Swim Sighting Technique – The Basics
Open water swim sighting is an essential skill to up your game in both triathlon and distance swimmer events. Here is some basic advice for beginners looking for a way to get started developing their approach to leveraging the benefits of practicing informed swim sighting.
Here are 10 quick tips.
Pre-Race Swim Sighting Tips
- Tip 1 Use polarized swim goggles: Polarized lenses reduce the annoying glare present in sunny conditions, restoring definition to your field of vision.
- Tip 2 Treat your lenses with anti-fog spray: No matter how good a swimmer you are, without clear vision, you’re bound for trouble. Check to see if your goggles still have their anti-fog coating. If not, treat them before race day so you’re prepared.
- Tip 3 Know the swim course: Try to do your swim training on the actual swim course and learn shore landmarks. Sighting the finish relative to larger marks (trees, houses, etc) will help you stay on course, saving time and energy.
Swim Sighting Tips For Race Day
- Tip 4 Keep your head low: If conditions allow, lift your head from the water just high enough to raise your eyes above the surface and quickly scan your swim course position and surroundings.
- Tip 5 Swim a straight line: Many beginners tend to string the buoys together, using a series of line segments to plot their course instead of a straight line. Choose a straight line that keeps your swim within the legal swim marker buoys, instead of bouncing to buoy to buoy.
- Tip 6 Use other swimmers to sight: Following other swimmers instead of doing your own sighting can be risky on longer courses, but is especially useful for a quick check to see if you’re still on target. Swimmer feet and swimmer bubbles make excellent targets that are easy to see underwater in most conditions.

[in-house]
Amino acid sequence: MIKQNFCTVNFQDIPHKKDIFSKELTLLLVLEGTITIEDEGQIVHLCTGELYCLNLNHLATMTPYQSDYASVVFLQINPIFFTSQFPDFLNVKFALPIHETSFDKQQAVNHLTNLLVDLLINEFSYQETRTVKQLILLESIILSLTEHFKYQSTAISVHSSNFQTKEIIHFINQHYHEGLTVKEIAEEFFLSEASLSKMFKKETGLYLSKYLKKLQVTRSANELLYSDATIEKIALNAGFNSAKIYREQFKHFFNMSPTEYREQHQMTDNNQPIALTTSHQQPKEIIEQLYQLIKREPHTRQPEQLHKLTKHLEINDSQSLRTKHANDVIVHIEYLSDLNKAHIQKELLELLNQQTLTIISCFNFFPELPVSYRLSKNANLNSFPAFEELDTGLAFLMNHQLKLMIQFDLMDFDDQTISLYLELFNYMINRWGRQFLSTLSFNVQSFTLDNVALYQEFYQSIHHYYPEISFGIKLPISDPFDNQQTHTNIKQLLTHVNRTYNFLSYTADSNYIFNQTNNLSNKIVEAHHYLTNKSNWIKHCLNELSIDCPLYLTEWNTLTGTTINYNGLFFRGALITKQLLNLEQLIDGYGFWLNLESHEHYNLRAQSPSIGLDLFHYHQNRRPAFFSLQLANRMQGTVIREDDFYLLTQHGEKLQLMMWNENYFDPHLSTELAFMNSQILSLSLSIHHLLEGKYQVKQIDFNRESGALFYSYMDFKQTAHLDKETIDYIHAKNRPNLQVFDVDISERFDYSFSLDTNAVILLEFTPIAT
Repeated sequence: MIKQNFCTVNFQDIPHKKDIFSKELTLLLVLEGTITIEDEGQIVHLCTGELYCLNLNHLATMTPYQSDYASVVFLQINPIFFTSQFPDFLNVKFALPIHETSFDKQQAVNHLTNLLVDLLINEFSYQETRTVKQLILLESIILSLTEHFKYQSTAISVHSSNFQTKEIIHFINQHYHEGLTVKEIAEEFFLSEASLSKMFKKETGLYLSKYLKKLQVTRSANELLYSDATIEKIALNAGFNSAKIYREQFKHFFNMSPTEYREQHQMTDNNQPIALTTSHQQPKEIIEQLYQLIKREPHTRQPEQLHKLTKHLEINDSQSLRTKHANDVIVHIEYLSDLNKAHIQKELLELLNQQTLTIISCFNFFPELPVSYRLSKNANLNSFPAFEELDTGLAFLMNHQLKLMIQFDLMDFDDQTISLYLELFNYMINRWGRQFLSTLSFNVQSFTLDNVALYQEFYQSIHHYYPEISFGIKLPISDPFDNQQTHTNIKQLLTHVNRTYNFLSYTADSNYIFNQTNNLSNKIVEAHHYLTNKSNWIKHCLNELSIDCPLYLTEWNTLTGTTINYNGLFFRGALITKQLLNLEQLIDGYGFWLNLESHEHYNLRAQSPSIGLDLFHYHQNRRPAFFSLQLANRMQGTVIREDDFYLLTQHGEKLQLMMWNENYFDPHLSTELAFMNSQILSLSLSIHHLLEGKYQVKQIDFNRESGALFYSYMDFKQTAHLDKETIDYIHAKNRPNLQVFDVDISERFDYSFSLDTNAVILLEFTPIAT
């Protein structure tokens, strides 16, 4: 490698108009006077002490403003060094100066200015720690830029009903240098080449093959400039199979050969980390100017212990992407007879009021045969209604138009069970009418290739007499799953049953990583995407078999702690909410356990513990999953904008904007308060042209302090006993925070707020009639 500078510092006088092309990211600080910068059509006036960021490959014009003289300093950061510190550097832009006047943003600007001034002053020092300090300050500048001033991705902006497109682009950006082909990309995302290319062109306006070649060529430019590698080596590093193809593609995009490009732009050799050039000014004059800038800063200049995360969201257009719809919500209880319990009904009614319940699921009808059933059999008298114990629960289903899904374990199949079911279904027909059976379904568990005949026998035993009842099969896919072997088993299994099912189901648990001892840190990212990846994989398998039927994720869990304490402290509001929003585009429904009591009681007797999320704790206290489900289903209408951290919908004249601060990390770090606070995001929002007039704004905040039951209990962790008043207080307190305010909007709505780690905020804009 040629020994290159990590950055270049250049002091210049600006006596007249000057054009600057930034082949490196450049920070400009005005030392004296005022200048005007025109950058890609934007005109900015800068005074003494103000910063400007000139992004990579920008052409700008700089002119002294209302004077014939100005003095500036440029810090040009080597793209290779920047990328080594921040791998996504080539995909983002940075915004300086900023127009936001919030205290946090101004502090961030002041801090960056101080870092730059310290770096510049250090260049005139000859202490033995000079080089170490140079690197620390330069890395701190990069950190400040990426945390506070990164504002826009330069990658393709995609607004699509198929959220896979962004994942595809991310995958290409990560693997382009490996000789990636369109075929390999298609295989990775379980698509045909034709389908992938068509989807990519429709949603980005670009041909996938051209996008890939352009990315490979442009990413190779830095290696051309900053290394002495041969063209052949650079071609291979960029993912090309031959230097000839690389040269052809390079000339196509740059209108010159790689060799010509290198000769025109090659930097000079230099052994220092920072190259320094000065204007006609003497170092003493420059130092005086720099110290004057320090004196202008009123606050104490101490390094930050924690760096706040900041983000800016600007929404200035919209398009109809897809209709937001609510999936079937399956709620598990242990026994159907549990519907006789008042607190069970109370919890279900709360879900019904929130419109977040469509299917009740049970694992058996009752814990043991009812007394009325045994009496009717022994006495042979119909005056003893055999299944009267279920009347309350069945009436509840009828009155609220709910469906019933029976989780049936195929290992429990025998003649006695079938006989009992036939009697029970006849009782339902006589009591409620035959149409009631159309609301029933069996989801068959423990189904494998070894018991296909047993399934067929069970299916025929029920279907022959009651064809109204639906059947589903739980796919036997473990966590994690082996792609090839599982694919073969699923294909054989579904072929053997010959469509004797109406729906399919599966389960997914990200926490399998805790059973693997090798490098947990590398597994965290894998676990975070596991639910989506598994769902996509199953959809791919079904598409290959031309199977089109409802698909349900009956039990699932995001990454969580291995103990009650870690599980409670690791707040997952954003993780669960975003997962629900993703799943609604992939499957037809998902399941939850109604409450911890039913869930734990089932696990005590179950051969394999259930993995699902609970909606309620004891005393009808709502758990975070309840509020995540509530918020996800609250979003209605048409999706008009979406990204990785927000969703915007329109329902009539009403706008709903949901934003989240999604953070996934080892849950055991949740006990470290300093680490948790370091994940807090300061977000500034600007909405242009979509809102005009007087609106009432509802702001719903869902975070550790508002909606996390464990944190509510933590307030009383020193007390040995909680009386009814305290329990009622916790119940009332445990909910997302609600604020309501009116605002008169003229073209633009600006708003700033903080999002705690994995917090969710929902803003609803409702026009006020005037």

- Tip 7 Sight from on high: When it comes to sighting, it pays to take the high road. Under rougher conditions, execute your sighting on top of the waves, not in the wave trough. The higher you are on the wave – the more you’ll see.
- Tip 8 Breath strategically: Breathing should not be done during forward sighting, combining the two encourages swimmers to lift their heads higher than necessary, creating considerable drag and breaking good swim stroke form.
- Tip 9 Don’t slow down: Don’t disrupt your stroke. Learn to keep your stroke moving and increase your swim kick effort during sighting, to make sure your lower body stays in a horizontal plane, without dropping deeper into the water and slowing your progress.
- Tip 10 Pace your sighting: Develop your system for frequency of sighting. Ideally you should be able to swim in a relatively straight line for 20-30 second intervals, but more frequent sight checks may be required to build towards this goal.
I hope these basic tips are helpful – please let me know what you think – or share some of your favorite tactics for better sighting!
Best of luck,
PS. Be sure to check out my other posts on open water swimming and triahtlon training: